Bessie and Victoria are nearly identical to each other and to the real thing. It’s not just the artistic detail, which is beyond impressive. There’s a realism and a feel. A pair of content rhinos (as conveyed by their body language, facial expression, and relaxed prehensile lip), bellies full, maybe heading for a soak in the pond during the heat of the day.
Go ahead and get up close. This is probably the only time you’ll ever be able to touch such a realistic Indian Rhinoceros (also called Greater One-Horned Rhinos). Look them over and notice the details.
See how big they are? That’s how big they are.
It’s hard to realize their size in the photo until you compare them with the doors. Or, here’s a perspective from the clay model (click the photo to enlarge). Compare the size of the head, the foot, the forearm, the ribs.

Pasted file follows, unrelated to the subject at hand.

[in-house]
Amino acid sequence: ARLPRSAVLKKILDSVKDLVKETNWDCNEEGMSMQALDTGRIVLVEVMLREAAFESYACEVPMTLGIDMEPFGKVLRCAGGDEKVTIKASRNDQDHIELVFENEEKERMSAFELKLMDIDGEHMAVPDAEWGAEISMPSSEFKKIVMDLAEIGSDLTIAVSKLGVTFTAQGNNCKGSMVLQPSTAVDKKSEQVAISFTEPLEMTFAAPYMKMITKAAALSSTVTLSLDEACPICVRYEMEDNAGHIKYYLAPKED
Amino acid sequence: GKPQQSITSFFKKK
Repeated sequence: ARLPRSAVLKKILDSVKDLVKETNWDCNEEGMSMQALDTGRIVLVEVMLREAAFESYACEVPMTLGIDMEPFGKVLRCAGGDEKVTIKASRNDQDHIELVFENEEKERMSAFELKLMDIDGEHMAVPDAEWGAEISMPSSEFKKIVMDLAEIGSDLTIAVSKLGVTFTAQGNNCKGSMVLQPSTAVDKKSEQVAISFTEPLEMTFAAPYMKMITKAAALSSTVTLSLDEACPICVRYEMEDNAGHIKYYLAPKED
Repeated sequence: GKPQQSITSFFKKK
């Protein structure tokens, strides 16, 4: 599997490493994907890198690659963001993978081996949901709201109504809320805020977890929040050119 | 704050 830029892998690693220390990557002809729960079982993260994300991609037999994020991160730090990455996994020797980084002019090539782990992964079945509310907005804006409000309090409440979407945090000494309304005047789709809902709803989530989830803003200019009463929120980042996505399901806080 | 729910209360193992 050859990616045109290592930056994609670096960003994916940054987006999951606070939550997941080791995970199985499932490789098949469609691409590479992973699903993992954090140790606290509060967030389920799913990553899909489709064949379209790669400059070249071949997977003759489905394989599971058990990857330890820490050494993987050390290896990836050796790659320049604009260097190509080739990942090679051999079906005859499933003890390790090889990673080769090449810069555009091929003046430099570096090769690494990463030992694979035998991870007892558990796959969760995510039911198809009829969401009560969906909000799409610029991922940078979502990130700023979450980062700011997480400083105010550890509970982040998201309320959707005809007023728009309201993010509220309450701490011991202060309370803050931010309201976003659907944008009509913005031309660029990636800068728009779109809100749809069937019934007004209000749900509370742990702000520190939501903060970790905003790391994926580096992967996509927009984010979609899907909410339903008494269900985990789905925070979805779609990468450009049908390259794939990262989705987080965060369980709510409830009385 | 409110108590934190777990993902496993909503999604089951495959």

When you visit in person, you can see and feel the artist's success in reproducing these royal ladies, right down to the fuzzy tips of their ears and tail … other than these tufts and the fluttering eyelashes, their skin is hair free, and smooth as a baby’s … well, in truth, a little lotion might not hurt.
These two Ivy league rhinos are queens
Two life-size Indian Rhinoceros statues guard the doors to the School of Cellular and Molecular Biology.
Why It's Interesting
The statues of Bessie and Vickie were sculpted by Katherine Lane Weems, a Boston native who began her artistic career in the first half of the 20th century. Back then women were often barred from art schools and thought to lack the strength and stamina to sculpt big works. Ms. Weems distinguished herself by focusing on statues of animals. Bessie and Vickie are named after Queens Victoria and Elizabeth and were unveiled on May 12, 1937, the coronation day of King George VI.
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